Julie Jentzen                                                                April 17, 2001

Intermediate Composition                                                Professor Cruz

Mark Twain

Literary intention, refers to the plan or design of an author in setting pen to paper.  The evidence of such anticipation varies considerably from one writer to another.  Mark Twain's work is notoriously provisional, fragmentary, and prone to drastic contradictions.  His scattered observations on the writer's craft tend to strongly confirm our impression that he usually set to work with a few characters and episodes in mind, but with no clear, fully developed formal or thematic schemes.  Therefore we are compelled to concede that much of the apparent design in his writing is probably unconscious in origin.

American literature would not be the same if not for Twain’s ideas for ways of writing in a manner that spectacularly conveys the feelings of touch, sound, and sight by the use of single-minded words.  Another way that Mark Twain enriches the heritage of American literature is by his style of writing in the vernacular, which means to write the way that people think and speak.  The vernacular portrays the word in the purest sense of its original meaning.  The vernacular symbolizes American writing because nobody else on earth would talk in that way besides the early American settlers.  Twain’s use of single-minded words captures the reader’s attention, making them feel almost as if they are in the book themselves.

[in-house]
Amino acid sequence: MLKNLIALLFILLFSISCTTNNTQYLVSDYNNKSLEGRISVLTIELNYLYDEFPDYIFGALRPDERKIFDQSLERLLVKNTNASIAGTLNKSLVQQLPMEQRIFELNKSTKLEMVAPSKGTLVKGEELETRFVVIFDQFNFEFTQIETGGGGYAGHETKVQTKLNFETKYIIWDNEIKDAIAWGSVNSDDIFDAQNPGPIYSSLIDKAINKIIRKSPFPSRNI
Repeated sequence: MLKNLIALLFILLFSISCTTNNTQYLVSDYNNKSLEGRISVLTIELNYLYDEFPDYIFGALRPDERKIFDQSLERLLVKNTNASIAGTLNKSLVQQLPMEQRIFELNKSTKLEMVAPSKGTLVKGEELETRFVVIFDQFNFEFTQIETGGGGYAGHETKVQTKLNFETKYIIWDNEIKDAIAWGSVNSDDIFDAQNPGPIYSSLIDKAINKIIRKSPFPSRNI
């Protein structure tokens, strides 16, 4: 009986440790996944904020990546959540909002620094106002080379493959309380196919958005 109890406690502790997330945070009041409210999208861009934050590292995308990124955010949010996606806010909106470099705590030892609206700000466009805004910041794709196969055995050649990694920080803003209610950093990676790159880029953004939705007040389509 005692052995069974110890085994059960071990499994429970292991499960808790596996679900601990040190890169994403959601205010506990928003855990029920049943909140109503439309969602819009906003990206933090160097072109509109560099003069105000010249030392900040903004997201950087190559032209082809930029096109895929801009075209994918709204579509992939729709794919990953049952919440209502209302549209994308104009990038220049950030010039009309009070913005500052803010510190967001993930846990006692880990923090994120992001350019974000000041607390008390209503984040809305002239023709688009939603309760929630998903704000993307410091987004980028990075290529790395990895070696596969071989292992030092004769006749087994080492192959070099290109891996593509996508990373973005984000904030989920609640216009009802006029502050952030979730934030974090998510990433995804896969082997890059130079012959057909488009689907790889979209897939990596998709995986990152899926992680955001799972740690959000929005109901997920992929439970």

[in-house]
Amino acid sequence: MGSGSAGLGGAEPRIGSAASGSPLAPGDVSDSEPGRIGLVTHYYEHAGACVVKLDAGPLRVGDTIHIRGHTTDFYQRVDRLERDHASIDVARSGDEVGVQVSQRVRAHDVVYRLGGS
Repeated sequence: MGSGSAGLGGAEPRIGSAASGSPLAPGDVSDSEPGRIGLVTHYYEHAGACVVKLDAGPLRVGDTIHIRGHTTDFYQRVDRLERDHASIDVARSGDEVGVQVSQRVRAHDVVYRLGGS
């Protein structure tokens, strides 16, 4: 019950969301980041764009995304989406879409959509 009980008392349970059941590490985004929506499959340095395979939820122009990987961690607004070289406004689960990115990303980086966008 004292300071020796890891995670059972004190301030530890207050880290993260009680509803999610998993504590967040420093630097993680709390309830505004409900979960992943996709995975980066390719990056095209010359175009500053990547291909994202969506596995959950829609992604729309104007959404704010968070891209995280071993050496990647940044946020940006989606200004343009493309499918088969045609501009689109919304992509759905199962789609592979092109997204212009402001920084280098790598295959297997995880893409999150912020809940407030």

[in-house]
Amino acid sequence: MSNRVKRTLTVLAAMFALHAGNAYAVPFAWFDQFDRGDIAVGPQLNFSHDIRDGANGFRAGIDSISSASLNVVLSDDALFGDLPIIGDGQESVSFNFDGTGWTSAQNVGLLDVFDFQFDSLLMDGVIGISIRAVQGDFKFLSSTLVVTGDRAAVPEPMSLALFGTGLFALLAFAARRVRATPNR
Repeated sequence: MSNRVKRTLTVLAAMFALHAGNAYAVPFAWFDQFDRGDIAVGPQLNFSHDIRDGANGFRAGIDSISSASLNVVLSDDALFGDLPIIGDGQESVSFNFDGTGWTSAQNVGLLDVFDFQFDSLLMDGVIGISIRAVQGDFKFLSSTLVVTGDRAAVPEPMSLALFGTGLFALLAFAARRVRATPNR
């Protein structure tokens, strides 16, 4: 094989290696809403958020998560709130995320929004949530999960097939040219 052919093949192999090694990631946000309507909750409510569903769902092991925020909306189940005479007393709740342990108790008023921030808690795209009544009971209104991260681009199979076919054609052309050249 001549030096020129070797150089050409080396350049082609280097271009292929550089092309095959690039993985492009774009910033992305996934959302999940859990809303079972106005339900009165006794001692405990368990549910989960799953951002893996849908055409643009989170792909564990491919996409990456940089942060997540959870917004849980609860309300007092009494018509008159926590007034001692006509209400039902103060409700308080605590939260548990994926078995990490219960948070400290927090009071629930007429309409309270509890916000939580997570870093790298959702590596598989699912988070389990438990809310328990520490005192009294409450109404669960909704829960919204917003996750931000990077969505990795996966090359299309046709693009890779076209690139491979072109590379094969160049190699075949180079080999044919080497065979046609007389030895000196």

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Twain’s masterful use of the vernacular portrays the speech of early rural America.  His use of the vernacular lets the reader read more smoothly since they do not have to pay attention to the structural significance of the word.  Throughout his story Old Times on the Mississippi, there are countless examples of Twain’s use of vernacular.  Here are a few examples: “Look-a-here!  What do you suppose I told you the names of those points for?” (p. 341), “Whar ‘n the---you goin’ to!  Cain’t you see nothin’ you dash-dashed aig-suckin’, sheep-stealin’, one-eyed son of a stuffed monkey!” (p. 365).  This shows the rural, ...

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